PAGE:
Rossi was born in Genoa, where he studied with his uncle, Lelio Rossi organist (from 1601 to 1638), at the Cathedral of San Lorenzo. Around the year 1624 he moved to Rome to enter the service of Cardinal Maurizio of Savoy. It was there that he met the madrigal composer Sigismondo d'India as well as the keyboard composer Girolamo Frescobaldi.
Rossi's two books of madrigals, which have only comparatively recently come to scholarly attention, were likely written during this period. Rossi's madrigal output from this period is remarkably chromatic, to a level matched only by the music of such experimental composers as Carlo Gesualdo. The circumstances of Rossi's dismissal from the Cardinal's service in 1629, after a short stay in Turin, are unclear.
From 1629 to 1632 Rossi was organist in the church of San Luigi dei Francesi. Rossi's first known opera dates from his second period of Roman service, while in the retinue of the wealthy Taddeo Barberini. His opera Erminia sul Giordano was premiered during the Carnival of 1633 at the theatre of the Palazzo Barberini (Rossi himself played the violin on stage as the sun-god Apollo), and appeared in print four years later.
In 1634 Rossi left Rome to enter the service of the Duke of Modena Francesco I d'Este. A second opera by him, Andromeda (libretto by Ascanio Pio di Savoia), was first performed in Ferrara in 1638.
By 1648 Rossi had returned to Rome and from 1649 to 1655, as a chamber servant ("cameriere extra muros") of Pope Innocent X, he was residing in the palace of pope's courtesans nearby the Quirinale Palace.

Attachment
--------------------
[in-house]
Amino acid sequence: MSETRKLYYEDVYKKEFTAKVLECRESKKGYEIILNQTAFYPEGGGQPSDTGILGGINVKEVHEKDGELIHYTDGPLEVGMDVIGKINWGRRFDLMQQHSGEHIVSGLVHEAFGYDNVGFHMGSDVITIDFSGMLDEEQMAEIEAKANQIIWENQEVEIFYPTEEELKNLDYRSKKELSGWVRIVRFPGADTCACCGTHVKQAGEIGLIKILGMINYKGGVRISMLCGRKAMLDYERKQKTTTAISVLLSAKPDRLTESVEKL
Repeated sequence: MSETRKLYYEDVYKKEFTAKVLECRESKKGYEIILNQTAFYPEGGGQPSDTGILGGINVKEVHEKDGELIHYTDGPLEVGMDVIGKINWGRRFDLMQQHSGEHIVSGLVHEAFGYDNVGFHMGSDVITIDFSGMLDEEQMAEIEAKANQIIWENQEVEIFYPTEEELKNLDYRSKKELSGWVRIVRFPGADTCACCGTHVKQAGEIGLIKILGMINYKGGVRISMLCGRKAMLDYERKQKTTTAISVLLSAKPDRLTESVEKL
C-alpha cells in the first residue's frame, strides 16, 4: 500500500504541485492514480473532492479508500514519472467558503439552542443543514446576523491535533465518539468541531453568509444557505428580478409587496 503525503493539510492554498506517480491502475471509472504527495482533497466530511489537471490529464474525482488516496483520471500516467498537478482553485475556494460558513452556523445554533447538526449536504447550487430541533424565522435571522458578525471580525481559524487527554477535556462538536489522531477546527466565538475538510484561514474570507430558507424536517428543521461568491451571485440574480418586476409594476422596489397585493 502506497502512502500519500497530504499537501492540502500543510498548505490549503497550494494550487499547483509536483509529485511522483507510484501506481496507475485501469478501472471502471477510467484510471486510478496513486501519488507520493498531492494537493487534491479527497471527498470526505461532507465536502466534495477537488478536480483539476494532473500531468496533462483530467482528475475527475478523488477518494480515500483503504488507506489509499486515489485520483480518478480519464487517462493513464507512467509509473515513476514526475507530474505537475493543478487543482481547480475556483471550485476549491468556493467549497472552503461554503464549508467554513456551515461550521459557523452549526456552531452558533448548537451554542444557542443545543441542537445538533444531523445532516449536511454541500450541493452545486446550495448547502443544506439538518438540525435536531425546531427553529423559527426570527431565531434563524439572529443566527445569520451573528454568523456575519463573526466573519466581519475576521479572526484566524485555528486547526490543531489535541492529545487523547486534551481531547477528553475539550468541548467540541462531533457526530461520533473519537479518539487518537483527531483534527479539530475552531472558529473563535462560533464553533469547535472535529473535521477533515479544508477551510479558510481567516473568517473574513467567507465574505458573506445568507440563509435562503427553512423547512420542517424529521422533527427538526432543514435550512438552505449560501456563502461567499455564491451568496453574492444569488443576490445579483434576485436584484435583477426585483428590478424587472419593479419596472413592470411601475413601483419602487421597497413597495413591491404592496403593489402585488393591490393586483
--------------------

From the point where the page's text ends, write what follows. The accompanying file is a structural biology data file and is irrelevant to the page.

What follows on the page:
He died in Rome on 7 July 1656 and was buried in the church of Sant'Andrea delle Fratte.
Although Rossi was famed as an outstanding violinist in his lifetime, no violin compositions survive and today his reputation rests chiefly on one surviving volume of keyboard music. Those 10 Toccatas are highly regarded (amongst these, Toccata VII with its wildly chromatic ending is best known). They are stylistically close to the music of Carlo Gesualdo and Johann Jakob Froberger, while being individual, and they enjoy a reputation as a significant milestone in the keyboard literature.
While the publication date of these toccatas is usually cited as 1657 [the year after Rossi's death], which is printed on one of the four surviving copies, it seems clear from research and deduction by Alexander Silbiger that they more likely were first published in the early 1630s, which not only fits with the characteristics of their style but also implies that the other keyboard composers such as Frescobaldi could easily have been influenced by Rossi as well as vice versa.
- Rossi, Michelangelo The Madrigals of Michelangelo Rossi. Edited by Brian Mann. 240 p., 6 halftones, 7 musical examples, 1 table. 9 x 12 2002 Series: (MRM) Monuments of Renaissance Music ISBN 978-0-226-50338-7 (ISBN 0-226-50338-0), 2003
- Moore, Catherine. "The Composer Michelangelo Rossi: A `Diligent Fantasy-Maker' in Seventeenth-Century Rome". Garland: New York and London, 1993. [Outstanding Dissertations in Music from British Universities]
- Silbiger, Alexander. 'Michelangelo Rossi and His Toccate "e Correnti"'. Journal of the American Musicological Society, Vol. 36, No. 1 (Spring, 1983), pp. 18–38. https://www.jstor.org/stable/830953
- A. Morelli, "Rossi, Michelangelo", in Dizionario Biografico degli Italiani, vol. 88, Rome, 2017, pp. 676–679.
- Free scores by Michelangelo Rossi at the International Music Score Library Project (IMSLP)
- Downloadable score of Toccata Settima (1657) at atticbooks.co.uk
- A. Morelli, "Rossi, Michelangelo", in Dizionario Biografico degli Italiani